Brightsurf Science News & Current Events

November 28, 2008
Crossing scientific boundaries to understand the rejection of drugs
A physicist from the University of Nottingham and a mathematical modeler from The University of Southampton are joining forces in the hope of answering a biological mystery -- how do our bodies reject some of the drugs that are sent to cure us?

AGU journal highlights: Nov. 28, 2008
Featured in this release are research papers on the following topics:

Selenium may slow march of AIDS
Increasing the production of naturally occurring proteins that contain selenium in human blood cells slows down multiplication of the AIDS virus, according to biochemists.

Surprise discovery made in cancer research
Many of the cancer drugs currently undergoing clinical trials target IAPs, since if the levels of IAPs are reduced, tumor cells will be destroyed by the body's own self-protecting mechanism or by the chemotherapeutic drugs.

A 'hole' new way
Move over, drills, saws, and jackhammers. Now there's something faster for search-and-rescue missions.

Crops for the future -- new international organization announced
A new international organization dedicated to neglected and underutilized crops will be announced on Sunday, Nov.

Researchers fly a kite for manure recycling
Researchers at North Wyke Research, and Lancaster and Exeter universities, working on a project within the Rural Economy and Land Use Program have come up with an advice system to help farmers recycle manure safely and avoid polluting watercourses.

Organic attitude
Are consumers under too much pressure to be healthy? Has the global financial crisis sidelined the promotion of sustainable food?

Laser deposition welding and milling in a single machine
Improving the productivity of machining processes is one of the basic requirements in every machine-tool engineering specification.

100-meter sprint world record could go as low as 9.48 seconds
During the last century human athletic records have continued tumbling, but are there limits to how fast elite athletes can run?

World AIDS Day offers a reflection on the past, hopeful look to the future
In connection with World AIDS Day 2008, Anthony S. Fauci, M.D., director of the National Institute of Allergy and Infectious Diseases, part of the National Institutes of Health, is available to comment on how best to move forward in the fight against HIV/AIDS including the need to improve access to HIV prevention services and routine testing and the next generation of treatment and prevention research currently underway at NIAID.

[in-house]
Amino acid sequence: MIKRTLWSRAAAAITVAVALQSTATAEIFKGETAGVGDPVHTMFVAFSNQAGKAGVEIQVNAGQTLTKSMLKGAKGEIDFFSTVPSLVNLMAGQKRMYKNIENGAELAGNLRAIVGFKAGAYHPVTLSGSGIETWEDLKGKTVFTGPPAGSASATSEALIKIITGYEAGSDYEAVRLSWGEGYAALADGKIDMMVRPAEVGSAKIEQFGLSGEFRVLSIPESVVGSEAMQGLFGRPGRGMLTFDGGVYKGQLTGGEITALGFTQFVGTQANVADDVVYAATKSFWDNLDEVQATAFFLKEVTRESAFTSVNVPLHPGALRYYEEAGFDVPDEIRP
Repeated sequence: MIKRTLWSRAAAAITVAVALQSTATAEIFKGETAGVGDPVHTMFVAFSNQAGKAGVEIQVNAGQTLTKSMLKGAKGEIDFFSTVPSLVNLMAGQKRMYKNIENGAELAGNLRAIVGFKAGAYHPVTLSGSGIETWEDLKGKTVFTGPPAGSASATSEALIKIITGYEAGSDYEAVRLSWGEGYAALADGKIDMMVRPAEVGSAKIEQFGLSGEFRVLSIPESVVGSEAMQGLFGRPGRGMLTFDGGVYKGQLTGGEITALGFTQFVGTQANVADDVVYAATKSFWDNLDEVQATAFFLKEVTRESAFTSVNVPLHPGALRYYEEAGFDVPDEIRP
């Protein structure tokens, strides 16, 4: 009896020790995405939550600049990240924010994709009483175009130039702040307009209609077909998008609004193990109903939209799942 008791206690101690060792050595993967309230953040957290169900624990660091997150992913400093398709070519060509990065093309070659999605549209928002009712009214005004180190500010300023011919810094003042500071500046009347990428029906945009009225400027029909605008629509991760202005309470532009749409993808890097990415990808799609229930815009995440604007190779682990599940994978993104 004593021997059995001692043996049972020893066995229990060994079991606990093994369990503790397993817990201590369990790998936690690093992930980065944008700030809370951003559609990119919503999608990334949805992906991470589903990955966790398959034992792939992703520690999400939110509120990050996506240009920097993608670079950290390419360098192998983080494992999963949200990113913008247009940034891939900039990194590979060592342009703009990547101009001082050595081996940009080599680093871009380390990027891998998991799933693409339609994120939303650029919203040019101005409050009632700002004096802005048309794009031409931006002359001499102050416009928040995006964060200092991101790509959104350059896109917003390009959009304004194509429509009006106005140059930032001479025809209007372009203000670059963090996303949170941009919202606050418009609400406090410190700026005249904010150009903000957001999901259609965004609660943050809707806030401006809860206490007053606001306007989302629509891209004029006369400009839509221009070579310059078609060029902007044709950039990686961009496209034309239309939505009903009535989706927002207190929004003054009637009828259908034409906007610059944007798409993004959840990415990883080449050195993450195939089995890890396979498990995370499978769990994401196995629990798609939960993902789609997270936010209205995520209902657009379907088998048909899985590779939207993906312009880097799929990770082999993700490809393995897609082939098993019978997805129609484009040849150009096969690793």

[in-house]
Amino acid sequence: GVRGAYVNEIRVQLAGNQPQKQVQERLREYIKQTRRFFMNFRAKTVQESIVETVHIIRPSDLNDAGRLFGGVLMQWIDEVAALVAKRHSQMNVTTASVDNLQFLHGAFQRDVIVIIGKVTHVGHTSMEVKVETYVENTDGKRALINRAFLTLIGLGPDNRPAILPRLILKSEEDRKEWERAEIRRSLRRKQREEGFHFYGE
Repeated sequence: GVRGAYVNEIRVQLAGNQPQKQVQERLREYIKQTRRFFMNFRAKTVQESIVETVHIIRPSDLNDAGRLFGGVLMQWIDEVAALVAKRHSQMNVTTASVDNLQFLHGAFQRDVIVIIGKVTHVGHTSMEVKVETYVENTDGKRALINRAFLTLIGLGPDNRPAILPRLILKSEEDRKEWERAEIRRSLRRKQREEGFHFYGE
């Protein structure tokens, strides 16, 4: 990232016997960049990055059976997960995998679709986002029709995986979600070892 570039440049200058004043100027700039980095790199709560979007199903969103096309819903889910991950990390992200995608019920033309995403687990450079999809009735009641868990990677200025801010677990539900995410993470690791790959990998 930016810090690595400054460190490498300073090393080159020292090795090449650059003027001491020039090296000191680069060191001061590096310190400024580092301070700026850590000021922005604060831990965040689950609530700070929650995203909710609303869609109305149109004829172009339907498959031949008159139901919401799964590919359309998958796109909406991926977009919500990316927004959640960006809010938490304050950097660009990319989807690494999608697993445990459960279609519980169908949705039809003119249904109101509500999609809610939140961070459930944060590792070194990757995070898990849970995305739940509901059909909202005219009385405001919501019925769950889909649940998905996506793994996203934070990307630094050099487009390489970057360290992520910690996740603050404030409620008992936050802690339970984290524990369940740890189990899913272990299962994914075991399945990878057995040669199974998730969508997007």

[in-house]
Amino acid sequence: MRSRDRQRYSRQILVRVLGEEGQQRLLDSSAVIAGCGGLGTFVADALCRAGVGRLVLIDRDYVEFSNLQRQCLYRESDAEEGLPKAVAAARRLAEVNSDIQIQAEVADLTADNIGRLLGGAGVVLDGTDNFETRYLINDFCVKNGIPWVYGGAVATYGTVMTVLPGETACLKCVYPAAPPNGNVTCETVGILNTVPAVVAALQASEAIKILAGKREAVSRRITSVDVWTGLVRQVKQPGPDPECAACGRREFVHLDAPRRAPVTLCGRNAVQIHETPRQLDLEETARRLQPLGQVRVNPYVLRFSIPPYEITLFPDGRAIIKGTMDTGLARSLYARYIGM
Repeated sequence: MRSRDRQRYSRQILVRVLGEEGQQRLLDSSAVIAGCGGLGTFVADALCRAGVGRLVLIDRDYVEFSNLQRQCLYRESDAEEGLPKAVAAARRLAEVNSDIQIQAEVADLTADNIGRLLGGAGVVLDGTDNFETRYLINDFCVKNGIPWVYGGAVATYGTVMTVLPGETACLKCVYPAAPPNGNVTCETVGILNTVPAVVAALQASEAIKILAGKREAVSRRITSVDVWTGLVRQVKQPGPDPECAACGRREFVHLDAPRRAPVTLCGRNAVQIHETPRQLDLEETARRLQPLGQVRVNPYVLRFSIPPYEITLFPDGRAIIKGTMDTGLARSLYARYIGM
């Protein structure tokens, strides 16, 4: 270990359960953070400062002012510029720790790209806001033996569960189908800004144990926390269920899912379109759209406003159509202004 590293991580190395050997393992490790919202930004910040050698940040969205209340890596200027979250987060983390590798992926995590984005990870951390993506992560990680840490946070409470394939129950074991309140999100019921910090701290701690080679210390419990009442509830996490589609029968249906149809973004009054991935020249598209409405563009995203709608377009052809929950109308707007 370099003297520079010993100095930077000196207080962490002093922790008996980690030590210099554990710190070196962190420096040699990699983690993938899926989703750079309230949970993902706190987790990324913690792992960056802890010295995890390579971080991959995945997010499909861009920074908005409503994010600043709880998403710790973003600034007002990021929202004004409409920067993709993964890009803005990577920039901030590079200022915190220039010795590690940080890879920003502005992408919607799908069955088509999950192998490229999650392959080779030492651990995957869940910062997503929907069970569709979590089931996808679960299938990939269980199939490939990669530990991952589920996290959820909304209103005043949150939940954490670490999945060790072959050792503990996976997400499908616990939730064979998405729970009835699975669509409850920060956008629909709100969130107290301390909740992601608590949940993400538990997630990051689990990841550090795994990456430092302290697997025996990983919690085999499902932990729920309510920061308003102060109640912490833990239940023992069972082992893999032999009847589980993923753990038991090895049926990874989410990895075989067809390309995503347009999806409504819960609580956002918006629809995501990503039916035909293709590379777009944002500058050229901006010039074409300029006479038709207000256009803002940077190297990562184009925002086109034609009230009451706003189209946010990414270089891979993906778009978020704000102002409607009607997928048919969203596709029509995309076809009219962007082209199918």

Laparoscopic approach to retrorectal cyst
Retrorectal cysts are rare benign lesions in the presacral space which are frequently diagnosed in middle-aged females.

Fast food a potential risk factor for Alzheimer's
Mice that were fed a diet rich in fat, sugar and cholesterol for nine months developed a preliminary stage of the morbid irregularities that form in the brains of Alzheimer's patients.

Radiologist's study supports the use of portable ultrasound in developing countries
Of all the current imaging techniques, portable ultrasound has shown the greatest promise in meeting the needs in developing countries such as Ghana because it is transportable, relatively inexpensive and has a wide range of applications.

Good pre-school and home-learning boosts academic development
Attending a high quality pre-school followed by an academically effective primary school gives a significant boost to children's development.

A new light on work-related fatigue
A research group from Tao-Yuan General Hospital of Taiwan, China examined the associations between the objective health indicators and the high need for recovery (NFR) after work.

French scientist wins the Journal of Experimental Biology Outstanding Paper Prize
Audrey Dussutour from Toulouse France has been awarded the Journal of Experimental Biology's Outstanding Paper Prize for her work with nutritionist Steven Simpson on how a few individual ants forage for the collective stomach, listening to the nutritional needs of the entire nest rather than their own stomachs.

Protection from the own immune system
Some 80,000 people in Germany suffer from multiple sclerosis -- their immune system attacks and destroys healthy nerve tissue.
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